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Why Did Twitter Censor a Pro-Life Ad, But Not David Duke and Alt-Right Conspiracy Theorists?

The social media service seems to have selective standards of free speech, which undermine its stated rationale for letting vicious bigots continue to roam free on its platform

Yair Rosenberg
October 10, 2017
Via Instagram
Rep. Marsha BlackburnVia Instagram
Via Instagram
Rep. Marsha BlackburnVia Instagram

On Monday, the Associated Press reported that Twitter had staged an intervention in America’s political discourse, but one that had nothing to do with the Russian bots that you’ve heard so much about:

Republican Rep. Marsha Blackburn’s Senate campaign announcement ad has been blocked by Twitter over a statement the abortion rights opponent makes about the sale of fetal tissue for medical research.

Blackburn, who is running for the seat being opened by the retirement of Tennessee Sen. Bob Corker, boasts in the ad that she “stopped the sale of baby body parts.” A Twitter representative told the candidate’s vendors on Monday that the statement was “deemed an inflammatory statement that is likely to evoke a strong negative reaction.”

As a result, the platform rejected Blackburn’s ad and refused to promote it. Meanwhile, that very same day, white supremacists, alt-right bigots, and other malignant conspiracy theorists ran rampant on the platform, as they do every day. Here is former KKK Grand Wizard David Duke claiming “Zionist neocons” (code for “Jews”) support ISIS:

Here is notorious misogynist, rape apologist, and Pizzagate promoter Mike Cernovich bragging about his Twitter traffic:

And earlier this week, here is white nationalist darling Richard Spencer retweeting Kevin MacDonald, “the neo-Nazi movement’s favorite academic,” thanks to his authorship of “a trilogy that supposedly ‘proves’ that Jews are genetically driven to destroy Western societies”:

Should Twitter be censoring these users and their malicious falsehoods? Or should it desist out of a concern for free speech, and let good ideas rebut bad ones in the public square? The problem is not that Twitter chose one of these options and not the other. It’s that it chose both. In censoring Blackburn but not Duke and the alt-right, the company demonstrated a selective standard for free speech—one that should disturb all Twitter users, no matter their politics.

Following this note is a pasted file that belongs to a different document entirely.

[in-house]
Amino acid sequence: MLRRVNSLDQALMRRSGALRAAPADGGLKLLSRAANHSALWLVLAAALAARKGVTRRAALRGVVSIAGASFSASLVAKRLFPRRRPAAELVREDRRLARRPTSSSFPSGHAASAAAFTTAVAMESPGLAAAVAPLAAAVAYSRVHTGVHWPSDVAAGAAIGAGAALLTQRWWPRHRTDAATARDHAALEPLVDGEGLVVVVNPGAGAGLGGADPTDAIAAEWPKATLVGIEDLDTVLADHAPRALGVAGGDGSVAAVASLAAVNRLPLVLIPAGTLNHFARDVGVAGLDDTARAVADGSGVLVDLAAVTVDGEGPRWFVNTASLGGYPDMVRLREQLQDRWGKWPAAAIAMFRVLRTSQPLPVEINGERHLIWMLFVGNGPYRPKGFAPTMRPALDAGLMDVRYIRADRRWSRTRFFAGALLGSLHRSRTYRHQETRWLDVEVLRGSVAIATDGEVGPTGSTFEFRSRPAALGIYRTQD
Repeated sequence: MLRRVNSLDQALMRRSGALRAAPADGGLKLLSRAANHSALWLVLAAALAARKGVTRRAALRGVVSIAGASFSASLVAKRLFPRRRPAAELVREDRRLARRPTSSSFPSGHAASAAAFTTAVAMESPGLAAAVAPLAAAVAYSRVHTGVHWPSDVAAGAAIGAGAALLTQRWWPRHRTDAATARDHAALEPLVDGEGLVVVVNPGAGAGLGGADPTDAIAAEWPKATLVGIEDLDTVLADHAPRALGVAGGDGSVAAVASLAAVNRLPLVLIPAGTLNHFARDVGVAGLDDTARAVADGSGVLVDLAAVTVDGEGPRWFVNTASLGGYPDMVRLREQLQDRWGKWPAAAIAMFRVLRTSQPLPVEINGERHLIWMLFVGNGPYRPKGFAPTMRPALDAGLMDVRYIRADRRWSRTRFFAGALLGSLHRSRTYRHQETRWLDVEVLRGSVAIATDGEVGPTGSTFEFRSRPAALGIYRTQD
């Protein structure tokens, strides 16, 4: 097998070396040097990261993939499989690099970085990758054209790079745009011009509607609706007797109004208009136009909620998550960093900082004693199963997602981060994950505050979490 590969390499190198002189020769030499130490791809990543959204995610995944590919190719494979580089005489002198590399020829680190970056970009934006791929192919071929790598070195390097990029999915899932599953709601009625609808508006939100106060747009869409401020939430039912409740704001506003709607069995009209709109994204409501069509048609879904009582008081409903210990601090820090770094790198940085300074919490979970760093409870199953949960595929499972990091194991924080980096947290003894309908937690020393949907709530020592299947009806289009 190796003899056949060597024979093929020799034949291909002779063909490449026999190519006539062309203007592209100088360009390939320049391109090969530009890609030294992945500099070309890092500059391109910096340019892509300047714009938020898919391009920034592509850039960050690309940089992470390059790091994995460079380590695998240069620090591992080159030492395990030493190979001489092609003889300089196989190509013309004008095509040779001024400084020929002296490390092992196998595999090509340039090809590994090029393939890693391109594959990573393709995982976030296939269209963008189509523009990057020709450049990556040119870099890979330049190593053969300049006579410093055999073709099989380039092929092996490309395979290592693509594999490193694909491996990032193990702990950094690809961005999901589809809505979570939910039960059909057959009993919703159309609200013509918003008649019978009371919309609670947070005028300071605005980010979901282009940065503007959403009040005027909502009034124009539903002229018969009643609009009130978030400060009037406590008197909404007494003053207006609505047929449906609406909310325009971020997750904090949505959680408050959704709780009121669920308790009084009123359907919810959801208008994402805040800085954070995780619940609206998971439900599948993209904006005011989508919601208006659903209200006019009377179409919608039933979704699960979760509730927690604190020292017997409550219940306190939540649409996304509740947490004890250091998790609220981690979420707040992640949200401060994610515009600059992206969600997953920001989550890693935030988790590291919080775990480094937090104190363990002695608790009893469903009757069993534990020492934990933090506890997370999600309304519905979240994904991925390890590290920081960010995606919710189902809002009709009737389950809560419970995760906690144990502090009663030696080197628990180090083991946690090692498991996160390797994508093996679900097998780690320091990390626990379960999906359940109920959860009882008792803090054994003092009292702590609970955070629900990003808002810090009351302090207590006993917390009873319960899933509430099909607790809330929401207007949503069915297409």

After all, what rationale is there for blocking Blackburn’s anti-abortion assertions but not far uglier racist conspiracy theories about Jews, African-Americans, and others? Some might argue that the difference is that Blackburn sought to turn her video into a promoted tweet, while Duke and Spencer have simply used regular non-promoted tweets. But if the content of an ad is truly too inflammatory, why is that substance suddenly deemed kosher when it is packaged as a plain tweet? If Blackburn’s controversial claims about Planned Parenthood’s treatment of fetal parts is fake news, why isn’t David Duke’s ranting about Jewish control of the media?

When faced with questions about bigoted and abusive users, Twitter has often defaulted to its commitment to free speech in its defense. When in doubt, err on the side of open discourse, the company has argued. Yet Twitter’s conduct toward Blackburn, a sitting U.S. congresswoman, shows that the service is perfectly willing to set aside such scruples when it feels so inclined. Why, then, did Twitter allow Cernovich to use its live-streaming video service Periscope to slander an innocent man as a Pizzagate pedophile?

I’ve been relentlessly libeled by Mike @Cernovich. He claims I’m the leader of a child sex ring on @Twitter. @Jack, PLEASE stop his abuse.

— Vic Berger IV (@VicBergerIV) December 19, 2016

Twitter’s non-transparent and unbalanced standards for acceptable speech are further evidence that the public should be skeptical about empowering giant social media corporations to police what can and cannot be said on the internet. These companies were built to make profits, not serve the public interest. Since the 2016 campaign, expecting them to accurately identify misinformation and abusive content has led to false positives and often abject failure. Whether their choice is a free speech free-for-all or careful curation, these services much be consistent and transparent in applying their standards. Twitter, Facebook, and Google can and must do better, and they must do so in public—or be held accountable by the public.

Yair Rosenberg is a senior writer at Tablet. Subscribe to his newsletter, listen to his music, and follow him on Twitter and Facebook.